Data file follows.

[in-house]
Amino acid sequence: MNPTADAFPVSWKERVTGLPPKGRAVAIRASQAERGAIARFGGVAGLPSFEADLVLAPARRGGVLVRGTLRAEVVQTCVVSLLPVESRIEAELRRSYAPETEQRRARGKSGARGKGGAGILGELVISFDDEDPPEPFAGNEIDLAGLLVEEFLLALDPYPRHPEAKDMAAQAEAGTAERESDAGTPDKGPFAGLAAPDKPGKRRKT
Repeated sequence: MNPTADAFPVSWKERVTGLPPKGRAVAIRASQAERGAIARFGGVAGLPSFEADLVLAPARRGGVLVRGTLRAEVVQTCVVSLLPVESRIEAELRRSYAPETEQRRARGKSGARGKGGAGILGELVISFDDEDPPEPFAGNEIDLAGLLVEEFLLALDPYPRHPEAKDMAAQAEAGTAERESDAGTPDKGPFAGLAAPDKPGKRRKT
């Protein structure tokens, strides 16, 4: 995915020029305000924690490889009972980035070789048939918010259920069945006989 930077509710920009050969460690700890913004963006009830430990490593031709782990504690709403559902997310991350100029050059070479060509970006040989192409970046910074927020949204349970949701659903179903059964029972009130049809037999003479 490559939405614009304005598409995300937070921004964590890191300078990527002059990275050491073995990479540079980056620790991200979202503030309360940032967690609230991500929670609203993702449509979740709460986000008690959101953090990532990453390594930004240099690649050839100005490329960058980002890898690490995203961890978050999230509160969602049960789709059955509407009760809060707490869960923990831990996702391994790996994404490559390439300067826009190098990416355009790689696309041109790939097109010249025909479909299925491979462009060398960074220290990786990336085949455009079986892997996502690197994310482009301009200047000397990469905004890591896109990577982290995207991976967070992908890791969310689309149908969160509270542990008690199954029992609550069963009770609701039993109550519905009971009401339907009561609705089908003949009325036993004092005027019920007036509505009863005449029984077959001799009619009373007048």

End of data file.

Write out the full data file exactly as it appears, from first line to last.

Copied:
[in-house]
Amino acid sequence: MNPTADAFPVSWKERVTGLPPKGRAVAIRASQAERGAIARFGGVAGLPSFEADLVLAPARRGGVLVRGTLRAEVVQTCVVSLLPVESRIEAELRRSYAPETEQRRARGKSGARGKGGAGILGELVISFDDEDPPEPFAGNEIDLAGLLVEEFLLALDPYPRHPEAKDMAAQAEAGTAERESDAGTPDKGPFAGLAAPDKPGKRRKT
Repeated sequence: MNPTADAFPVSWKERVTGLPPKGRAVAIRASQAERGAIARFGGVAGLPSFEADLVLAPARRGGVLVRGTLRAEVVQTCVVSLLPVESRIEAELRRSYAPETEQRRARGKSGARGKGGAGILGELVISFDDEDPPEPFAGNEIDLAGLLVEEFLLALDPYPRHPEAKDMAAQAEAGTAERESDAGTPDKGPFAGLAAPDKPGKRRKT
């Protein structure tokens, strides 16, 4: 995915020029305000924690490889009972980035070789048939918010259920069945006989 930077509710920009050969460690700890913004963006009830430990490593031709782990504690709403559902997310991350100029050059070479060509970006040989192409970046910074927020949204349970949701659903179903059964029972009130049809037999003479 490559939405614009304005598409995300937070921004964590890191300078990527002059990275050491073995990479540079980056620790991200979202503030309360940032967690609230991500929670609203993702449509979740709460986000008690959101953090990532990453390594930004240099690649050839100005490329960058980002890898690490995203961890978050999230509160969602049960789709059955509407009760809060707490869960923990831990996702391994790996994404490559390439300067826009190098990416355009790689696309041109790939097109010249025909479909299925491979462009060398960074220290990786990336085949455009079986892997996502690197994310482009301009200047000397990469905004890591896109990577982290995207991976967070992908890791969310689309149908969160509270542990008690199954029992609550069963009770609701039993109550519905009971009401339907009561609705089908003949009325036993004092005027019920007036509505009863005449029984077959001799009619009373007048």